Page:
On my recent visit to the Edible Schoolyard Berkeley, I had the opportunity to sit in on a 6th grade garden class. They engaged in a powerful, interactive lesson on greenhouse gasses, shared ownership over multiple garden tasks, then at the end of class, enjoyed a tasting out of the garden together.
On this day, they were tasting pineapple guava – something this Georgian had never had before, but it was growing on a tree right there in the Edible Schoolyard!
The pineapple guava was harvested and the students utilized the outdoor kitchen, simply equipped with two sinks, some cutting boards, and a jar full of cutting knives, to slice up the fruit.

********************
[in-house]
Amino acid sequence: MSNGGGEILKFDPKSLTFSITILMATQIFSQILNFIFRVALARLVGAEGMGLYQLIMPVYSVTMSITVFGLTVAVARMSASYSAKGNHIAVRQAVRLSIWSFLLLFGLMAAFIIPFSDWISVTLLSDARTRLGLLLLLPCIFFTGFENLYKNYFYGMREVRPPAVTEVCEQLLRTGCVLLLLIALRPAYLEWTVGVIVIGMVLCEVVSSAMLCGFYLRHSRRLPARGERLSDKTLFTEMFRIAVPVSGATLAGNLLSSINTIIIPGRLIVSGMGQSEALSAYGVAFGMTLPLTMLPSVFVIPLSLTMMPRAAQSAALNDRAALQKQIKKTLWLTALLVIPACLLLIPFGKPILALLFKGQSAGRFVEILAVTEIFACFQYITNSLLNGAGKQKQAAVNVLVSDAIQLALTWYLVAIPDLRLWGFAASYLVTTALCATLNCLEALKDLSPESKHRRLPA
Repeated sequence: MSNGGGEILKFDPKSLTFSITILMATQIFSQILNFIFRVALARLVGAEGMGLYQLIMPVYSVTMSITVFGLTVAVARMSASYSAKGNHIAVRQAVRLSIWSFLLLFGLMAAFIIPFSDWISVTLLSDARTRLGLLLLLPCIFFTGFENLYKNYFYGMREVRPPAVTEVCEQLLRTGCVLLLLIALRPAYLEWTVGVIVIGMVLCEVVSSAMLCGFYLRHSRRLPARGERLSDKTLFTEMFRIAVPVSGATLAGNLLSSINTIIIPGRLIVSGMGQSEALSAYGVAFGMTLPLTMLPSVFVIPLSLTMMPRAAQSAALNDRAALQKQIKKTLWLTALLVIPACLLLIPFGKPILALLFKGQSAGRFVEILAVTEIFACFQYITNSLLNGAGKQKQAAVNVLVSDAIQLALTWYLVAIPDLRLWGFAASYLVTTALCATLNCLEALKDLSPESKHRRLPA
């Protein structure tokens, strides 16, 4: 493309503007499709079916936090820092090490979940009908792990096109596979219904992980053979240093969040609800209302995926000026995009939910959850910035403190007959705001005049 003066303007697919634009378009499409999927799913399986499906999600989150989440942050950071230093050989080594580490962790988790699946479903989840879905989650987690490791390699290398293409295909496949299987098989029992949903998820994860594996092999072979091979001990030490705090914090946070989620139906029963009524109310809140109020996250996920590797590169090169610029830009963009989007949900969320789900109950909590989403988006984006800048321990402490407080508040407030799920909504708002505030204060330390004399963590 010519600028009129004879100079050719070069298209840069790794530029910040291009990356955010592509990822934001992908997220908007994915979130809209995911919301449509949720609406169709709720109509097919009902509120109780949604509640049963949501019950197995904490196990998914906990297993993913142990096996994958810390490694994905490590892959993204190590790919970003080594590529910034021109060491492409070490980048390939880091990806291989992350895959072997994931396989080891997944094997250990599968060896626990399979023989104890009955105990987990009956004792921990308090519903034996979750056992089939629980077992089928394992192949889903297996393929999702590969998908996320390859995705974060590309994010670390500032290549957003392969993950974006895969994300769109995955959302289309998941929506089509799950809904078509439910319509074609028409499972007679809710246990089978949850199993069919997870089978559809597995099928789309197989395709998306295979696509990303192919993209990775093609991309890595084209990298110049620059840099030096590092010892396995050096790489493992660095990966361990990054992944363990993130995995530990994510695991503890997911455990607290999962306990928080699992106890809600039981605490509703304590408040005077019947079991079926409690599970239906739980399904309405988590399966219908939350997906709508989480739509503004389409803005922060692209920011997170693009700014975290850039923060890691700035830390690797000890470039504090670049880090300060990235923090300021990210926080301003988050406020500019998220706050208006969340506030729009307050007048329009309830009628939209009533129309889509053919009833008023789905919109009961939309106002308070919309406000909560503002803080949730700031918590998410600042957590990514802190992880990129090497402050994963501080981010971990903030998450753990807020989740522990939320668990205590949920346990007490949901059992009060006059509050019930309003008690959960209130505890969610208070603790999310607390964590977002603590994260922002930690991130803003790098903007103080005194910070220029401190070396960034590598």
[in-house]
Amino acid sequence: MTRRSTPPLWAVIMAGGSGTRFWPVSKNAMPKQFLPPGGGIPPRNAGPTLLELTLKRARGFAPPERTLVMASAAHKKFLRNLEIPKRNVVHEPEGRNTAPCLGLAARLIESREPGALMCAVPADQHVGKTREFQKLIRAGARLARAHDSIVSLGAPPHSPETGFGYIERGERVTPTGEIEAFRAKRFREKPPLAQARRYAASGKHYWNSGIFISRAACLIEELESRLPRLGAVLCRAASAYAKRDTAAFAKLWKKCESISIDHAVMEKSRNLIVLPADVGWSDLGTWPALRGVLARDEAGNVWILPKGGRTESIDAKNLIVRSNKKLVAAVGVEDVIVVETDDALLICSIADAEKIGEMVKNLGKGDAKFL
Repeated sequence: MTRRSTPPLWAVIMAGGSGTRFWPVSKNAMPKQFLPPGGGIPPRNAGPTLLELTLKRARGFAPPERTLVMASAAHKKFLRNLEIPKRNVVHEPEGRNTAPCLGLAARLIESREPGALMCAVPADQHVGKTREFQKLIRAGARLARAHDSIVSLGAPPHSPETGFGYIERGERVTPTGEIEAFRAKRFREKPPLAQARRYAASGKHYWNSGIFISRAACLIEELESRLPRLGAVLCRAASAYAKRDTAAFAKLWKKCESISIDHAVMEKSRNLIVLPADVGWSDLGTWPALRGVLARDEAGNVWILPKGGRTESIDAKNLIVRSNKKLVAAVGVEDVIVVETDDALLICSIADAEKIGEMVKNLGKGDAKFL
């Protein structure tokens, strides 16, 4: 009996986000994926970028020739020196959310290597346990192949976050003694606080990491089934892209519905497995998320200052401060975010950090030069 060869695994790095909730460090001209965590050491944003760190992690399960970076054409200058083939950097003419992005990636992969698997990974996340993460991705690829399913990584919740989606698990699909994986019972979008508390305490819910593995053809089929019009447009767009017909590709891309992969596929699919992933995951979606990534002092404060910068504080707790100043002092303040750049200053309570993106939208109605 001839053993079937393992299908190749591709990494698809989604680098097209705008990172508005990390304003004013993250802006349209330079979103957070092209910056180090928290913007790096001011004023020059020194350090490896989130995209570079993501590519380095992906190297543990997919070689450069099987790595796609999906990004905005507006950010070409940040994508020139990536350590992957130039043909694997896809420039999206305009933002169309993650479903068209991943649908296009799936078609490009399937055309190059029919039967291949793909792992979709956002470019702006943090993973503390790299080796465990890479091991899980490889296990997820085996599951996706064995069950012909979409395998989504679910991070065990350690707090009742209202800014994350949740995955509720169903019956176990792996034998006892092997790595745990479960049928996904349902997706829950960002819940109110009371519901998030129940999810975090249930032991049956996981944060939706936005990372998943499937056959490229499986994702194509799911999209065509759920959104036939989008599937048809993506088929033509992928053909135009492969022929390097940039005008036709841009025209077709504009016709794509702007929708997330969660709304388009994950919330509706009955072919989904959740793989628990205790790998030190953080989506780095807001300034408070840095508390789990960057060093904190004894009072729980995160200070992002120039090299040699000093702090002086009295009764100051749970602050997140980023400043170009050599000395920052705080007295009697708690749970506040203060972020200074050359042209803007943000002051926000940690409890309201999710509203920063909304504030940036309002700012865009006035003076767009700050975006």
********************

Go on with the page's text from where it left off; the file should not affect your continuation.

The appropriate method for slicing the fruit was modeled by the teacher – using the bridge technique for the initial cut, then setting the fruit with the flat side down for the subsequent cuts, what to do with your knife when it isn’t in use, etc.
Then the students had the opportunity to try it on their own. They were each given two fruits to slice and then to place in a pattern on the community platter – recognizing that the product would be for the community as a whole rather than expressing ownership over specific slices, and placing an emphasis on the importance of the beautiful presentation.
Students served their peers from the platters and waited until all were served to take a bite. Conversation was shared with neighboring friends before shared throughout the group. On their way out of the garden, (not surprisingly) the remaining slices were scooped up for the students to share amongst their class.
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